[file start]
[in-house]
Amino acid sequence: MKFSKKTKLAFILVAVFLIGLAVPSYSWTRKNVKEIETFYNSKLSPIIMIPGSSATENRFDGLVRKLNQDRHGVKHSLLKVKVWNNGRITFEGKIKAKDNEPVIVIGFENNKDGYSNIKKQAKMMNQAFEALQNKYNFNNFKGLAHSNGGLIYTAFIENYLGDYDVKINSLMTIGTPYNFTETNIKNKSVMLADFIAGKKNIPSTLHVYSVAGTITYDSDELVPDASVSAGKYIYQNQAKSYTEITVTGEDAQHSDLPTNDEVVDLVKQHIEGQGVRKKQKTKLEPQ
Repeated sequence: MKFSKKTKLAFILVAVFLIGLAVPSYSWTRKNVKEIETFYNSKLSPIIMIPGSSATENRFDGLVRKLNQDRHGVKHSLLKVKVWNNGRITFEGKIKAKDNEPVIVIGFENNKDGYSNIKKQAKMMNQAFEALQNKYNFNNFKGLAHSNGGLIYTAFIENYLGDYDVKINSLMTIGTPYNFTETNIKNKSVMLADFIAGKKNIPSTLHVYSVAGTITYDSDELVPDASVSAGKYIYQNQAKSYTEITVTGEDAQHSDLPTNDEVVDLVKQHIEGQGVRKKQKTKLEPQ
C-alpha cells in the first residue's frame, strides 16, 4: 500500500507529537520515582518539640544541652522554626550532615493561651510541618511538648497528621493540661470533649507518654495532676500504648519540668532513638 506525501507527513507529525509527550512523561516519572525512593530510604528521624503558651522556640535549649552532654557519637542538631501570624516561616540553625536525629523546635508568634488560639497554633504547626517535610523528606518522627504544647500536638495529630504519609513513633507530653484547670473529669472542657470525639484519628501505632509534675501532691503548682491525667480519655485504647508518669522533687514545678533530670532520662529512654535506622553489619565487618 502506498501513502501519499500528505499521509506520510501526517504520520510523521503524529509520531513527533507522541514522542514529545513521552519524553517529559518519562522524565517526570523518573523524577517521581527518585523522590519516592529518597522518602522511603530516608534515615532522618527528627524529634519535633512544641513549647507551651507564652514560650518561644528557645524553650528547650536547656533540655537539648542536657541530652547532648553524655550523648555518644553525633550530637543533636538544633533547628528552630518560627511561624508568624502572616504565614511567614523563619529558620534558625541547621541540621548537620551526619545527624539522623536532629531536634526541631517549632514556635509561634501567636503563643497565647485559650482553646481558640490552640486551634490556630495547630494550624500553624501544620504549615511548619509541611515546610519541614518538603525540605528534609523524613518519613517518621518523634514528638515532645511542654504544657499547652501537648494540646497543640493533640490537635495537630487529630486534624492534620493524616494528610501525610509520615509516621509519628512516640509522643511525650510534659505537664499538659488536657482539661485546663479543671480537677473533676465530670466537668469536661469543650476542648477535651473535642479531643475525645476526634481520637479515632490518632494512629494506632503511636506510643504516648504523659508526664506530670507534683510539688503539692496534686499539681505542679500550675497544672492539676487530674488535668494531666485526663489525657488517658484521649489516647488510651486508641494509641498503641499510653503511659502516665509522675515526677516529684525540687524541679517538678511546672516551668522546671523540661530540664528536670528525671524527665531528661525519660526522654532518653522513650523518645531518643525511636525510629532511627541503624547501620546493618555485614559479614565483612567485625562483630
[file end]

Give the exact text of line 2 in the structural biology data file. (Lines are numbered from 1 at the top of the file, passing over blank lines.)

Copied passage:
Amino acid sequence: MKFSKKTKLAFILVAVFLIGLAVPSYSWTRKNVKEIETFYNSKLSPIIMIPGSSATENRFDGLVRKLNQDRHGVKHSLLKVKVWNNGRITFEGKIKAKDNEPVIVIGFENNKDGYSNIKKQAKMMNQAFEALQNKYNFNNFKGLAHSNGGLIYTAFIENYLGDYDVKINSLMTIGTPYNFTETNIKNKSVMLADFIAGKKNIPSTLHVYSVAGTITYDSDELVPDASVSAGKYIYQNQAKSYTEITVTGEDAQHSDLPTNDEVVDLVKQHIEGQGVRKKQKTKLEPQ